Court Holds That Fish and Wildlife Service Is Required to Amend Recovery Plan Before Delisting Species

In a decision that underscores the regulatory importance of recovery plans, the United States District Court for the District of Columbia invalidated the delisting of the Virginia northern flying squirrel on the grounds that the delisting rule modified delisting criteria in the recovery plan for the squirrel. Friends of Blackwater v. Salazar No. 09-2122 (D.D.C. March 25, 2011). The Court concluded that the Service violated section 4(f) of the Endangered Species Act (ESA) (requiring notice and comment on recovery plans) by relying on criteria to support delisting that varied from the criteria in the adopted recovery plan.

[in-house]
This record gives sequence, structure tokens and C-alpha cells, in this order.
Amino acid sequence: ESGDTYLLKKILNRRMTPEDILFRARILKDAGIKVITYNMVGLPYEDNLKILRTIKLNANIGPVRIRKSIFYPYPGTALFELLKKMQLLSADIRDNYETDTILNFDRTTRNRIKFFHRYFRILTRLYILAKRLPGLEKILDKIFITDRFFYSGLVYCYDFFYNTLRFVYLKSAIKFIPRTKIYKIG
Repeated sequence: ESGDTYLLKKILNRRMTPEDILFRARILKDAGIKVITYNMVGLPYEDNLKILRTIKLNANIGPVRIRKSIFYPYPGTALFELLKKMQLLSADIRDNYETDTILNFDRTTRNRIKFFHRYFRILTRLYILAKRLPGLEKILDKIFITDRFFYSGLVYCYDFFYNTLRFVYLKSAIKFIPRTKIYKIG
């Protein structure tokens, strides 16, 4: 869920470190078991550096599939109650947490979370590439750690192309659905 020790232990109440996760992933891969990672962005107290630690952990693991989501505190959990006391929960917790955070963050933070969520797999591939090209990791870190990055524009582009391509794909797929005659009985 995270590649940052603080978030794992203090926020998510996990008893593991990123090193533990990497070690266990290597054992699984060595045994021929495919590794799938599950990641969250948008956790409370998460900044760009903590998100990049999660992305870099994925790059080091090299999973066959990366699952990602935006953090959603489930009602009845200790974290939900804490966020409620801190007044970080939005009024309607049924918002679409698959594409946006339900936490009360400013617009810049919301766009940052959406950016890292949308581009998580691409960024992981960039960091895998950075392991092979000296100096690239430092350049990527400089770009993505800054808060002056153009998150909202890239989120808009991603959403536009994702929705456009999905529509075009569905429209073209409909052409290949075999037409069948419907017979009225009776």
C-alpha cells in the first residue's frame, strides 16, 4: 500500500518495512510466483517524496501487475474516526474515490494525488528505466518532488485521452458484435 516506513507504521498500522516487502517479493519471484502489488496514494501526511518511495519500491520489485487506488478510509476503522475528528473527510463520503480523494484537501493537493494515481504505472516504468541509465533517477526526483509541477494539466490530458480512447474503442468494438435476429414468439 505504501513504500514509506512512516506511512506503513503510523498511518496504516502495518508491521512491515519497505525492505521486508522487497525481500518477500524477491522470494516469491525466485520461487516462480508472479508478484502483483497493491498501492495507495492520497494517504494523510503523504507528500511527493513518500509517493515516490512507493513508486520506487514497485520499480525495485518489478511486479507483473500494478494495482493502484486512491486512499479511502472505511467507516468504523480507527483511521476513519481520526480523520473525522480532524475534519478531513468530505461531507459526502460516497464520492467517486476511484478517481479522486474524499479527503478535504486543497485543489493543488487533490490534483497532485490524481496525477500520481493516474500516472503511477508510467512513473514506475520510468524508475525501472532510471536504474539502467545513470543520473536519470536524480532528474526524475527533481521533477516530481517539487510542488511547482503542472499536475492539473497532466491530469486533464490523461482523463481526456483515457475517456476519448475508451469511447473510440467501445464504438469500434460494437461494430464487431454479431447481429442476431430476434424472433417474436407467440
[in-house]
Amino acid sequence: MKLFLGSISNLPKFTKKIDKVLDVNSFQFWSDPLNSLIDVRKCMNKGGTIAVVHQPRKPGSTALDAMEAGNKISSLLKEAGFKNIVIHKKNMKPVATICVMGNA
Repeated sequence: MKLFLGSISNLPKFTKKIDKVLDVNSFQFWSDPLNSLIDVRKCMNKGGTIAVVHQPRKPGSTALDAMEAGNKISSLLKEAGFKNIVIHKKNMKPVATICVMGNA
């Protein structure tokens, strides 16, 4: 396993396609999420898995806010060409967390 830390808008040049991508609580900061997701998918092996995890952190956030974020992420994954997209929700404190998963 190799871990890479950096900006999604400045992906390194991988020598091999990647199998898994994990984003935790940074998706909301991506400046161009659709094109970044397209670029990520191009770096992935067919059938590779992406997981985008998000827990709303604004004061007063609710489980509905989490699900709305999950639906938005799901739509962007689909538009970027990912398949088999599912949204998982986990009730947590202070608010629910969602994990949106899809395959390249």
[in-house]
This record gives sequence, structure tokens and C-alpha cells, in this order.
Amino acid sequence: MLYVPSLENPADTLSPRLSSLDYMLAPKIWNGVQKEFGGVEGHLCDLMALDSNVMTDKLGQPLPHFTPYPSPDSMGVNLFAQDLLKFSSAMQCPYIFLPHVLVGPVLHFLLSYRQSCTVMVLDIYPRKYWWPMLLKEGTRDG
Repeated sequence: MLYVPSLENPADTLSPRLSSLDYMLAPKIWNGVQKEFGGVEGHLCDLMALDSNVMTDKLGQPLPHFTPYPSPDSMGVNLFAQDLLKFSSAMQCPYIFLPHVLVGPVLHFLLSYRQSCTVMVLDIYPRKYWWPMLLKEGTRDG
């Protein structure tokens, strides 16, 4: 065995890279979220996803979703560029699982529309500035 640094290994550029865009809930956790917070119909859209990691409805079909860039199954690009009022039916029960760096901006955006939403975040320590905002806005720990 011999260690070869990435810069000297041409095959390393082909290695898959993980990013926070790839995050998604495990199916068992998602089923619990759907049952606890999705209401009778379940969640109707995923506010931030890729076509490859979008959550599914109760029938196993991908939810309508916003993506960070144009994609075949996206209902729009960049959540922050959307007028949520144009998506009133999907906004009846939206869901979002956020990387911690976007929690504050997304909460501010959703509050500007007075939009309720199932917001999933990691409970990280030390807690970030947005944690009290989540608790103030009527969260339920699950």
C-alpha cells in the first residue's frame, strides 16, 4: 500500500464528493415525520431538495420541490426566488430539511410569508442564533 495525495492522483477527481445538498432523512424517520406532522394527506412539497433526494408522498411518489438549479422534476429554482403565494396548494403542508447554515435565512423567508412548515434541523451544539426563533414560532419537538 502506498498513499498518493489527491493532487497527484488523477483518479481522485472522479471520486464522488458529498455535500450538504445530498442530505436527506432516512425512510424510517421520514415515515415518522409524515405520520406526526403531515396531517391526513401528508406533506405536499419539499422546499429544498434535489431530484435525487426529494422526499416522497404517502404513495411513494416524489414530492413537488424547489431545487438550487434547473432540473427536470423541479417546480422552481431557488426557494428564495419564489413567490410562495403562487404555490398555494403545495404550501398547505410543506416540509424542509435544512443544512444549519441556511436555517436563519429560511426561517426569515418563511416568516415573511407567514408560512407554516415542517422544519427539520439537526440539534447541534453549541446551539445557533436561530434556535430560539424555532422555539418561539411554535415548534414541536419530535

The court rejected the Service’s argument that the recovery plan merely provided guidance and that the Service could delist a species based on the factors for listing and delisting in section 4(a) of the ESA without first amending the recovery plan. Recovery plans are often ignored by the regulated community. This decision is a reminder that recovery plans have real world consequences.

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